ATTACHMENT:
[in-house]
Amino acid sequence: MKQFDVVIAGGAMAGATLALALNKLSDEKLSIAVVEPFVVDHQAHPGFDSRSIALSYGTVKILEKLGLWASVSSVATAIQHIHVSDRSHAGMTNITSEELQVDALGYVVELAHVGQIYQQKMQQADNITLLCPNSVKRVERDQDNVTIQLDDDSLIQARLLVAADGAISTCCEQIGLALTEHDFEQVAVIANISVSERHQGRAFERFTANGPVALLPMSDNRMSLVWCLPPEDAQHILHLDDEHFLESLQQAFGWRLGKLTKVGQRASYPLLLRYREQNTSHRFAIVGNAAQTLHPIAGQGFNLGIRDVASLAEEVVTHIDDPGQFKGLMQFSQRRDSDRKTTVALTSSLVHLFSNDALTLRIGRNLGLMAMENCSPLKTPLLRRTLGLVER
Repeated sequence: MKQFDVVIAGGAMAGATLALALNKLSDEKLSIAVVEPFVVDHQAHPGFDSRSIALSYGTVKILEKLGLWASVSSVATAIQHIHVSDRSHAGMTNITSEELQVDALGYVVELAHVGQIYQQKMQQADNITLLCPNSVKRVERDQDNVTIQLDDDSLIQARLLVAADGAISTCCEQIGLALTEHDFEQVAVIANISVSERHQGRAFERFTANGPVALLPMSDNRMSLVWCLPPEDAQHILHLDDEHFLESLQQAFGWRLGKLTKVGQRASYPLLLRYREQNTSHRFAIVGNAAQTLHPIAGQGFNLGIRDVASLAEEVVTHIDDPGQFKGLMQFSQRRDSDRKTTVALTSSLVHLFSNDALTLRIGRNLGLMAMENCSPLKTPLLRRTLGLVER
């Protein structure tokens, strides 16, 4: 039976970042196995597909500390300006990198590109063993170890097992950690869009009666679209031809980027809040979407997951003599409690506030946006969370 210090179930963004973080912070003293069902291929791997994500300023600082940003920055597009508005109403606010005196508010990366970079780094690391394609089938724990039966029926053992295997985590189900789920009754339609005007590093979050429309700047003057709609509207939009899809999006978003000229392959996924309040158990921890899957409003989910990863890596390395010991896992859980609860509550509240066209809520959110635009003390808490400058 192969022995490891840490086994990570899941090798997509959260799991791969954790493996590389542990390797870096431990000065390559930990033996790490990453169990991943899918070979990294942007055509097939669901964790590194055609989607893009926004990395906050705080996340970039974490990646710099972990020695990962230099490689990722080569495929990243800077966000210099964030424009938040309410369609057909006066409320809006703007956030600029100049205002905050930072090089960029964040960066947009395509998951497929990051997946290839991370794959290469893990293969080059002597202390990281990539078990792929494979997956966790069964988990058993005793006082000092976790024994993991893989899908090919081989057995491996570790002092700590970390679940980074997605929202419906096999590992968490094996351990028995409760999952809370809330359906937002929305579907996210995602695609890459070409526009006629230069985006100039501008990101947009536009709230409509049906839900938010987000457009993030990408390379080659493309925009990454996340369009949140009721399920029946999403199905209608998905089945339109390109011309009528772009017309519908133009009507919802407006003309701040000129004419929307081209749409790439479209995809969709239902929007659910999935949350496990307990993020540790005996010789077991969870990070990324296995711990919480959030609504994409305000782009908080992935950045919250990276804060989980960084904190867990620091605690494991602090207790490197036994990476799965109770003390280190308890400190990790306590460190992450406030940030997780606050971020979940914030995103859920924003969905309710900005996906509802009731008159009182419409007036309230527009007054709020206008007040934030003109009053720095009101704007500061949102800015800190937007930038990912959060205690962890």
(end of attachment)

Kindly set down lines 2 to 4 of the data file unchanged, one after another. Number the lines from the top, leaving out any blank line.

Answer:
Amino acid sequence: MKQFDVVIAGGAMAGATLALALNKLSDEKLSIAVVEPFVVDHQAHPGFDSRSIALSYGTVKILEKLGLWASVSSVATAIQHIHVSDRSHAGMTNITSEELQVDALGYVVELAHVGQIYQQKMQQADNITLLCPNSVKRVERDQDNVTIQLDDDSLIQARLLVAADGAISTCCEQIGLALTEHDFEQVAVIANISVSERHQGRAFERFTANGPVALLPMSDNRMSLVWCLPPEDAQHILHLDDEHFLESLQQAFGWRLGKLTKVGQRASYPLLLRYREQNTSHRFAIVGNAAQTLHPIAGQGFNLGIRDVASLAEEVVTHIDDPGQFKGLMQFSQRRDSDRKTTVALTSSLVHLFSNDALTLRIGRNLGLMAMENCSPLKTPLLRRTLGLVER
Repeated sequence: MKQFDVVIAGGAMAGATLALALNKLSDEKLSIAVVEPFVVDHQAHPGFDSRSIALSYGTVKILEKLGLWASVSSVATAIQHIHVSDRSHAGMTNITSEELQVDALGYVVELAHVGQIYQQKMQQADNITLLCPNSVKRVERDQDNVTIQLDDDSLIQARLLVAADGAISTCCEQIGLALTEHDFEQVAVIANISVSERHQGRAFERFTANGPVALLPMSDNRMSLVWCLPPEDAQHILHLDDEHFLESLQQAFGWRLGKLTKVGQRASYPLLLRYREQNTSHRFAIVGNAAQTLHPIAGQGFNLGIRDVASLAEEVVTHIDDPGQFKGLMQFSQRRDSDRKTTVALTSSLVHLFSNDALTLRIGRNLGLMAMENCSPLKTPLLRRTLGLVER
């Protein structure tokens, strides 16, 4: 039976970042196995597909500390300006990198590109063993170890097992950690869009009666679209031809980027809040979407997951003599409690506030946006969370 210090179930963004973080912070003293069902291929791997994500300023600082940003920055597009508005109403606010005196508010990366970079780094690391394609089938724990039966029926053992295997985590189900789920009754339609005007590093979050429309700047003057709609509207939009899809999006978003000229392959996924309040158990921890899957409003989910990863890596390395010991896992859980609860509550509240066209809520959110635009003390808490400058 192969022995490891840490086994990570899941090798997509959260799991791969954790493996590389542990390797870096431990000065390559930990033996790490990453169990991943899918070979990294942007055509097939669901964790590194055609989607893009926004990395906050705080996340970039974490990646710099972990020695990962230099490689990722080569495929990243800077966000210099964030424009938040309410369609057909006066409320809006703007956030600029100049205002905050930072090089960029964040960066947009395509998951497929990051997946290839991370794959290469893990293969080059002597202390990281990539078990792929494979997956966790069964988990058993005793006082000092976790024994993991893989899908090919081989057995491996570790002092700590970390679940980074997605929202419906096999590992968490094996351990028995409760999952809370809330359906937002929305579907996210995602695609890459070409526009006629230069985006100039501008990101947009536009709230409509049906839900938010987000457009993030990408390379080659493309925009990454996340369009949140009721399920029946999403199905209608998905089945339109390109011309009528772009017309519908133009009507919802407006003309701040000129004419929307081209749409790439479209995809969709239902929007659910999935949350496990307990993020540790005996010789077991969870990070990324296995711990919480959030609504994409305000782009908080992935950045919250990276804060989980960084904190867990620091605690494991602090207790490197036994990476799965109770003390280190308890400190990790306590460190992450406030940030997780606050971020979940914030995103859920924003969905309710900005996906509802009731008159009182419409007036309230527009007054709020206008007040934030003109009053720095009101704007500061949102800015800190937007930038990912959060205690962890």